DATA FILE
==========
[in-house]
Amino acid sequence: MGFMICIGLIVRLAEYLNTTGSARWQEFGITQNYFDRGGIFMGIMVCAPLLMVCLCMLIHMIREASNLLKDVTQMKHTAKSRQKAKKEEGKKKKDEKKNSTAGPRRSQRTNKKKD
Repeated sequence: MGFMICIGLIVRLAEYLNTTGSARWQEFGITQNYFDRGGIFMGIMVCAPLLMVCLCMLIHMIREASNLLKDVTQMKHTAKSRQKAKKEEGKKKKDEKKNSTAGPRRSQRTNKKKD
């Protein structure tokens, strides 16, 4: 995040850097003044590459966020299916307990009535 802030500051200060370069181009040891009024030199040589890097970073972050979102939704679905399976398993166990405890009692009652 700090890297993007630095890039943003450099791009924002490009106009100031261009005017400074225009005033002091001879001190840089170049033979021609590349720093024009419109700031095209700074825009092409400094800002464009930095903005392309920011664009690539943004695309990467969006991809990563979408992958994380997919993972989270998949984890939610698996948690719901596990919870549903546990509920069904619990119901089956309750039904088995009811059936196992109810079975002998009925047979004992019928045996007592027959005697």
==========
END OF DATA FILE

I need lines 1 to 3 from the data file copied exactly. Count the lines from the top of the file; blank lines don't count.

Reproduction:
[in-house]
Amino acid sequence: MGFMICIGLIVRLAEYLNTTGSARWQEFGITQNYFDRGGIFMGIMVCAPLLMVCLCMLIHMIREASNLLKDVTQMKHTAKSRQKAKKEEGKKKKDEKKNSTAGPRRSQRTNKKKD
Repeated sequence: MGFMICIGLIVRLAEYLNTTGSARWQEFGITQNYFDRGGIFMGIMVCAPLLMVCLCMLIHMIREASNLLKDVTQMKHTAKSRQKAKKEEGKKKKDEKKNSTAGPRRSQRTNKKKD